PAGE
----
By Scott Englund
Shortly after sunset on Saturday, December 3, 2022, two electric transformers in Moore County, North Carolina were repeatedly shot, leaving nearly 40,000 people without power. The local utility estimated that several thousand customers would remain in the dark for days, as nighttime temperatures fell below freezing. In a similar attack on April 16, 2013, the Metcalf Pacific Gas and Electric substation in Coyote, California was disabled when unidentified snipers fired more than 100 rounds at transformers and a container storing oil used to cool equipment, cutting power to thousands of people and causing an estimated $15 million in damage.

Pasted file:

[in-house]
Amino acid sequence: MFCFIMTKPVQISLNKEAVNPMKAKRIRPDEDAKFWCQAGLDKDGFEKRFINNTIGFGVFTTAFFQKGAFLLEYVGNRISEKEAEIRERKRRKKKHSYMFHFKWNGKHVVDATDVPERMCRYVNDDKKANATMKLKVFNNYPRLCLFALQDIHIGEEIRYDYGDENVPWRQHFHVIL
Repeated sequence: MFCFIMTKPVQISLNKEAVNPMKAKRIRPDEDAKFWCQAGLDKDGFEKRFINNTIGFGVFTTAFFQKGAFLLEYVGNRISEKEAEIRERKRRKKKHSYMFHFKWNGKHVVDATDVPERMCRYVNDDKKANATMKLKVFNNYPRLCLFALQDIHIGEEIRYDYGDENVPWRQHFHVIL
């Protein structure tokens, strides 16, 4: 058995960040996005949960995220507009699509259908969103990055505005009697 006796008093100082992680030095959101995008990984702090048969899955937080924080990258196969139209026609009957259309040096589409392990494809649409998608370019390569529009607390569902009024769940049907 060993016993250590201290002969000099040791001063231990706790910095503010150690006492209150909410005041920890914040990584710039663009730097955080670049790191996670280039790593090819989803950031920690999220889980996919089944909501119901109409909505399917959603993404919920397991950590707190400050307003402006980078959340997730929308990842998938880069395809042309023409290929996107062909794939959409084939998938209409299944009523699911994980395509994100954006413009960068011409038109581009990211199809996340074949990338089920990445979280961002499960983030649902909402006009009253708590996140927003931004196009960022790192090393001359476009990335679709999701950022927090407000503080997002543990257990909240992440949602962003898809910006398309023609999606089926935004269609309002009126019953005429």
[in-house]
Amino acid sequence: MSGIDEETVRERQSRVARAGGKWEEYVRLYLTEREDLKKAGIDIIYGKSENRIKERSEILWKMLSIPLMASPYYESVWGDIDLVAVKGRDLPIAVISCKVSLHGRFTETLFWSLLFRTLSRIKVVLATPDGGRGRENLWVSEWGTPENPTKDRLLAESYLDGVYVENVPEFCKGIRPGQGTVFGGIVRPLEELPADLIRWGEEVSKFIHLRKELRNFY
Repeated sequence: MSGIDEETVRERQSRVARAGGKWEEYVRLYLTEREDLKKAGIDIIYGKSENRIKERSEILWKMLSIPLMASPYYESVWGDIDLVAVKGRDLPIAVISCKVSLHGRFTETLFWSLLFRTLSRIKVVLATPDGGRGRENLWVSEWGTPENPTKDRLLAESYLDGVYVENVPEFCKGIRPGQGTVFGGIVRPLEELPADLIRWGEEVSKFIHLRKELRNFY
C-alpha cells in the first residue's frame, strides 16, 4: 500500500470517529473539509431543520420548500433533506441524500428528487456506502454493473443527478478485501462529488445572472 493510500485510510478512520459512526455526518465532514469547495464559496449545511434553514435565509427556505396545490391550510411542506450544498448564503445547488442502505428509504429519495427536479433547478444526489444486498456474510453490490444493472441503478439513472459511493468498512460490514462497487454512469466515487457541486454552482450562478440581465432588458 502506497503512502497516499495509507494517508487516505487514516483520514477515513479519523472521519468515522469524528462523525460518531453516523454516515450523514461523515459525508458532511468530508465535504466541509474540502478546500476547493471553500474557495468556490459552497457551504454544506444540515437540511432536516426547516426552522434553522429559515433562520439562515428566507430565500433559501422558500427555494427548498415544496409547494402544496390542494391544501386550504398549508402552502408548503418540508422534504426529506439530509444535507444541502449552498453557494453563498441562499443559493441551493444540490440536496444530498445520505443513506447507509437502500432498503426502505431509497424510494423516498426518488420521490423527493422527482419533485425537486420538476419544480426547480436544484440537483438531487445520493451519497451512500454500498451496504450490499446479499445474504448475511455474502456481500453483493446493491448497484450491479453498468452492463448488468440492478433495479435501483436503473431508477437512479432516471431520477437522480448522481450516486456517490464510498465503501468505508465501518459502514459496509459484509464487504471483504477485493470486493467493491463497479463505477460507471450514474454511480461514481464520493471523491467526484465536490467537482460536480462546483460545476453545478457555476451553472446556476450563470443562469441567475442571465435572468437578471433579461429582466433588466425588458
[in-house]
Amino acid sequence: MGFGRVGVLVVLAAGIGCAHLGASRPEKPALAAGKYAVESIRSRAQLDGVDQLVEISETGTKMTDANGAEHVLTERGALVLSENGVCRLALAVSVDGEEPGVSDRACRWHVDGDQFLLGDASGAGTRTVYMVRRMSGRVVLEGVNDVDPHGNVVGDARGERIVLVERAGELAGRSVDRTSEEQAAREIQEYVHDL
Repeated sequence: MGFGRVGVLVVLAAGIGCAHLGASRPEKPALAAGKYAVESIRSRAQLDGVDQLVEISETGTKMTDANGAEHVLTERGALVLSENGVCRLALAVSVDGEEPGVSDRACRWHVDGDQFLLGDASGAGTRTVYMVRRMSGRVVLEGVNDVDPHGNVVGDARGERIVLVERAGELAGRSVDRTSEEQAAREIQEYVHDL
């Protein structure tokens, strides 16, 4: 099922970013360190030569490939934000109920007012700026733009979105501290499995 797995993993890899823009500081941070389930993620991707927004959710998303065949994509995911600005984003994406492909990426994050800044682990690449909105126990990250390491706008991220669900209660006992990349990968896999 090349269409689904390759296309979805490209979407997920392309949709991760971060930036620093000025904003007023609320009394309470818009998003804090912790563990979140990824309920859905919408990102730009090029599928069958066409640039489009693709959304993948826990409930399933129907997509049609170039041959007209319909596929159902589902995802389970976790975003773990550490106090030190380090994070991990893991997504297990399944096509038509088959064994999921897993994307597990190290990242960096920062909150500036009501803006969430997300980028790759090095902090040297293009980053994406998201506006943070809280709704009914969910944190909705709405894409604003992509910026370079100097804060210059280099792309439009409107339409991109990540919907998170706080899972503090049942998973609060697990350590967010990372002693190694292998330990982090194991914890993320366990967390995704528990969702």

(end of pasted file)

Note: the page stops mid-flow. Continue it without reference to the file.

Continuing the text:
A motive for the December 2022 attack has not yet been established. Yet, it offers important lessons about the persistence of domestic terrorism, the vulnerability of U.S. infrastructure to attacks, and the need for imaginative counterterror efforts against a diversifying threat that includes new perpetrators and targets. The new 2021 National Strategy for Countering Domestic Terrorism has been a promising development.
The logic of terrorism
The concept of “terrorism” seems straightforward, yet a precise definition is the subject of debate. It is widely accepted…